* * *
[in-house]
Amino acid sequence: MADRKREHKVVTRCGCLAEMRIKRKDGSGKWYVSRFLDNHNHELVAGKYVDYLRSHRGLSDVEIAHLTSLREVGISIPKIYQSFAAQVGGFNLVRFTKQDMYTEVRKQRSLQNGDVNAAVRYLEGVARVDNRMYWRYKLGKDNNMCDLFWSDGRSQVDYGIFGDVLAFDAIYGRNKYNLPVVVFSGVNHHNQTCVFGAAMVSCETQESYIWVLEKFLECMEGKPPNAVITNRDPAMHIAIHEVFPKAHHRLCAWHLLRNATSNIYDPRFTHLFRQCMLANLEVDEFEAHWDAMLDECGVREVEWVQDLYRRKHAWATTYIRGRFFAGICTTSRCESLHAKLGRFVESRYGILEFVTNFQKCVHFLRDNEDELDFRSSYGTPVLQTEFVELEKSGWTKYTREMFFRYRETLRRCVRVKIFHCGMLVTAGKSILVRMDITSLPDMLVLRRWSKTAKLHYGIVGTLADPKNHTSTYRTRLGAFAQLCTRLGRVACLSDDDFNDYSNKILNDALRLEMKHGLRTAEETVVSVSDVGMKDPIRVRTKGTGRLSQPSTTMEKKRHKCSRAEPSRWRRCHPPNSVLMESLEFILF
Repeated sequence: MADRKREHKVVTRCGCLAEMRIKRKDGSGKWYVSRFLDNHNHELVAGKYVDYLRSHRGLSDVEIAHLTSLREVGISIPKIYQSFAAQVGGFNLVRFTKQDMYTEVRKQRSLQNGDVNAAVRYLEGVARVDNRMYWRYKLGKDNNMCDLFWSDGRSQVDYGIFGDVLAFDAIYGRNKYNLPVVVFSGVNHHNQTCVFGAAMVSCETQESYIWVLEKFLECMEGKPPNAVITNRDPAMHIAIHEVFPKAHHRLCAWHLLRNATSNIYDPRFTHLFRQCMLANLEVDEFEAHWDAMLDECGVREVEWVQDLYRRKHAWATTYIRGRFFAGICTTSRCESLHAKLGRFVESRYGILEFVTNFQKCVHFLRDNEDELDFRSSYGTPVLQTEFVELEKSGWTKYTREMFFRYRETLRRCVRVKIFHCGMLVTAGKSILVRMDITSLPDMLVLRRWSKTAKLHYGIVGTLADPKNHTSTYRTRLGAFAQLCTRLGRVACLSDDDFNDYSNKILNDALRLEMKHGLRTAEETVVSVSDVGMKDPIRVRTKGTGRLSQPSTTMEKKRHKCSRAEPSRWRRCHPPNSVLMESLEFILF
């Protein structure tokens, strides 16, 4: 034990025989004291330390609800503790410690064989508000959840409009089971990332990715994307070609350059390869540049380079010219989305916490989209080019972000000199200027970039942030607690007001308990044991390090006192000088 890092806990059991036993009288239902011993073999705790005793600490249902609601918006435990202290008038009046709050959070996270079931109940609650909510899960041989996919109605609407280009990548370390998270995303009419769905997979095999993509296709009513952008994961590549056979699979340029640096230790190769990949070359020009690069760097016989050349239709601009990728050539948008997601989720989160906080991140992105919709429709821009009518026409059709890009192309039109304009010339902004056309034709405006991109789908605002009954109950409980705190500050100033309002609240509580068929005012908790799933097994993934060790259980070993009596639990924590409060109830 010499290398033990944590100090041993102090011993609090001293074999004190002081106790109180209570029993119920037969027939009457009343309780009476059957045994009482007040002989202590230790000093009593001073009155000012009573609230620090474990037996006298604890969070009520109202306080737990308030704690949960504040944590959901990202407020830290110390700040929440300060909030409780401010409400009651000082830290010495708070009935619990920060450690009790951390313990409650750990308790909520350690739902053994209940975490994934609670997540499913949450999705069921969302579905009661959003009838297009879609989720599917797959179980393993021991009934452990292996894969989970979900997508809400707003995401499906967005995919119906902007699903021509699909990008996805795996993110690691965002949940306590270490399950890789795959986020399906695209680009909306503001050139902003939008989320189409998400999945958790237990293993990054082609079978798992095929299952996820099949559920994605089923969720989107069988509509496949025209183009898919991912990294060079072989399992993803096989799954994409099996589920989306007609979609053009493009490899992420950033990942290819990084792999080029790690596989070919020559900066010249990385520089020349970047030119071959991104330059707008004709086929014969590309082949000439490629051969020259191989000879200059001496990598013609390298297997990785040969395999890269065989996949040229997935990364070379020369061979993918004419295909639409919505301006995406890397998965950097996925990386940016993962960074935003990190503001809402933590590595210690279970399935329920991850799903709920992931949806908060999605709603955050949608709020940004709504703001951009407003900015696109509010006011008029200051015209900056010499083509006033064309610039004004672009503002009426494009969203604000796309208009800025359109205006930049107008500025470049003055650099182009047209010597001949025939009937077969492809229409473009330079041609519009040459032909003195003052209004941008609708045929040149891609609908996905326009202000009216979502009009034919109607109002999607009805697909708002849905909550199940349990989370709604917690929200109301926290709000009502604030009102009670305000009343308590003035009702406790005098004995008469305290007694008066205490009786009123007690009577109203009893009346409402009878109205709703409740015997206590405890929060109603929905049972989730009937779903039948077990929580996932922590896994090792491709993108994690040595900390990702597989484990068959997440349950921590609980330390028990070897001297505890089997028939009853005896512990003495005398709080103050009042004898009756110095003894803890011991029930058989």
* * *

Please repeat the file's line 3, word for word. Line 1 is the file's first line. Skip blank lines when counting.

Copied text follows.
Repeated sequence: MADRKREHKVVTRCGCLAEMRIKRKDGSGKWYVSRFLDNHNHELVAGKYVDYLRSHRGLSDVEIAHLTSLREVGISIPKIYQSFAAQVGGFNLVRFTKQDMYTEVRKQRSLQNGDVNAAVRYLEGVARVDNRMYWRYKLGKDNNMCDLFWSDGRSQVDYGIFGDVLAFDAIYGRNKYNLPVVVFSGVNHHNQTCVFGAAMVSCETQESYIWVLEKFLECMEGKPPNAVITNRDPAMHIAIHEVFPKAHHRLCAWHLLRNATSNIYDPRFTHLFRQCMLANLEVDEFEAHWDAMLDECGVREVEWVQDLYRRKHAWATTYIRGRFFAGICTTSRCESLHAKLGRFVESRYGILEFVTNFQKCVHFLRDNEDELDFRSSYGTPVLQTEFVELEKSGWTKYTREMFFRYRETLRRCVRVKIFHCGMLVTAGKSILVRMDITSLPDMLVLRRWSKTAKLHYGIVGTLADPKNHTSTYRTRLGAFAQLCTRLGRVACLSDDDFNDYSNKILNDALRLEMKHGLRTAEETVVSVSDVGMKDPIRVRTKGTGRLSQPSTTMEKKRHKCSRAEPSRWRRCHPPNSVLMESLEFILF